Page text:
Jump to Main Content
Soil Nitrogen and Forage Yields of Corn Grown with Clover or Grass Companion Crops and Manure
- Grabber, John H., Jokela, William E., Lauer, Joseph G.
- Agronomy journal 2014 v.106 no.3 pp. 952
- Lolium multiflorum, Secale cereale, Trifolium ambiguum, Trifolium pratense, Zea mays, agronomic traits, application timing, autumn, companion crops, corn, corn silage, cover crops, crop rotation, crude protein, dry matter accumulation, forage yield, grasses, live mulches, management systems, manure spreading, nitrates, nitrogen, no-tillage, organic soils, rye, soil nutrients, spring, Wisconsin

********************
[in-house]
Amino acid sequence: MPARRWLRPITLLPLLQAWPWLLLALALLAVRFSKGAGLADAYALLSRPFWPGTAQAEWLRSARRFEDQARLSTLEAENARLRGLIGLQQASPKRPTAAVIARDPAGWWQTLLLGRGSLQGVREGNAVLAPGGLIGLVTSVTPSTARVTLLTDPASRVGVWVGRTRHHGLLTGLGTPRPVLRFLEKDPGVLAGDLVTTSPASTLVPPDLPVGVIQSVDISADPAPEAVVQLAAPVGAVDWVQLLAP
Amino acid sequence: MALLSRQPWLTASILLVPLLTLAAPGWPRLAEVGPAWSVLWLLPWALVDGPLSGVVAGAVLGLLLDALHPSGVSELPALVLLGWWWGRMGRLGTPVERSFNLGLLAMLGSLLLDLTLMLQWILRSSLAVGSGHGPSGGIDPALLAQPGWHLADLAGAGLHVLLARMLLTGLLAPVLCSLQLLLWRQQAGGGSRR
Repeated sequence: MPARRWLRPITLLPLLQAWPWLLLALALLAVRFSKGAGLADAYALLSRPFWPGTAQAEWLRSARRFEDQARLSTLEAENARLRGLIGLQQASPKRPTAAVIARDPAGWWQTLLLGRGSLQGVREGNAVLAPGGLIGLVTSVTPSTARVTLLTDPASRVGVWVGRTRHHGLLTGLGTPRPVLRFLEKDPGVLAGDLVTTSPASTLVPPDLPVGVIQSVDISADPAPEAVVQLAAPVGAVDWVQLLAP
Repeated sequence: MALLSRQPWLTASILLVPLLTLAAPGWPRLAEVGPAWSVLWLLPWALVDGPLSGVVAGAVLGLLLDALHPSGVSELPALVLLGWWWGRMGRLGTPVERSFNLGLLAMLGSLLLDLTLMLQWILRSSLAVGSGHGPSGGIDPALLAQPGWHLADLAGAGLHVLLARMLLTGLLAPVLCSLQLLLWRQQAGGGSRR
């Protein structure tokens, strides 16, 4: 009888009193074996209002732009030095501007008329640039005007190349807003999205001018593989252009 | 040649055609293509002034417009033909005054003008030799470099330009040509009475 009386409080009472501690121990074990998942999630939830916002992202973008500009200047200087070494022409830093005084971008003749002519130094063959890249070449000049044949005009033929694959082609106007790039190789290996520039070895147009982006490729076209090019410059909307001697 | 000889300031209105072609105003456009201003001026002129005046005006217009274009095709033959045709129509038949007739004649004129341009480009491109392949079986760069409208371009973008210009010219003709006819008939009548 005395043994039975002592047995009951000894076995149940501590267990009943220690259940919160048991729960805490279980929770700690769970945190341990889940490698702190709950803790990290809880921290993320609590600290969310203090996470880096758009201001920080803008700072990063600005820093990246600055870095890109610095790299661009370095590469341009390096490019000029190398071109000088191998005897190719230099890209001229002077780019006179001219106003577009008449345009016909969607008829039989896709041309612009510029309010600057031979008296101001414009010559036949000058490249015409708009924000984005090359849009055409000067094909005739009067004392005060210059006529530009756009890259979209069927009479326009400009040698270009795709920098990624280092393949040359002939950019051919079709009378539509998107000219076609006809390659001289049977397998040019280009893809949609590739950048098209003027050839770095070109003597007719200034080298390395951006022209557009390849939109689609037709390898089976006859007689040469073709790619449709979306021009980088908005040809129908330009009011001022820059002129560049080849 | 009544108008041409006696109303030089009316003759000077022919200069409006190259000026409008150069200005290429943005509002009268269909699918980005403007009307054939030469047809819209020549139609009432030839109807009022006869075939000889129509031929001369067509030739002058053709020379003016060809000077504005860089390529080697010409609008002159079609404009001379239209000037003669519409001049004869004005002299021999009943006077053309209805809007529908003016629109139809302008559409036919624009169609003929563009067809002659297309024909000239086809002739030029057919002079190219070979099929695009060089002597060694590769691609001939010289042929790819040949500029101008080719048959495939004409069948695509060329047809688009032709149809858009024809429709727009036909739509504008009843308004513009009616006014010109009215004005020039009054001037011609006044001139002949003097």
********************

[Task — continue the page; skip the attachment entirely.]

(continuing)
- Few studies have compared the agronomic performance of cover crop and living mulch systems for no-till silage corn (L.). In a 4-yr Wisconsin study, we evaluated soil N levels and forage yields from manured rotations of corn grown with kura clover (M. Bieb.) living mulch or interseeded red clover (L.) followed by a year of clover production and from manured continuous corn grown with interseeded Italian ryegrass (Lam.), fall-seeded winter rye (L.), or no companion. Companion crops influenced spring and fall nitrate concentrations near the soil surface but had little effect on total residual fall nitrate to a 1.2-m depth. Residual nitrate was not related to N balance (inputs minus outputs), but excessive N inputs into corn–clover systems accumulated as organic soil N. Averaged across both phases of the rotation, corn–clover systems provided 0 to 23% less dry matter yield, but 26 to 60% more crude protein yield than continuous corn systems, with corn–red clover often producing the highest silage corn and clover yields. Kura clover provided superior ground cover and nitrate uptake, but it often excessively competed with corn and had low forage yields. Applying fall manure to ryegrass and spring manure to rye maximized silage yields of continuous corn, but manure application time had no other effect on forage yields or on soil N. Overall, no system excelled in all characteristics, thus selection of companion crop and manure management systems for silage corn will depend on feed production and environmental goals.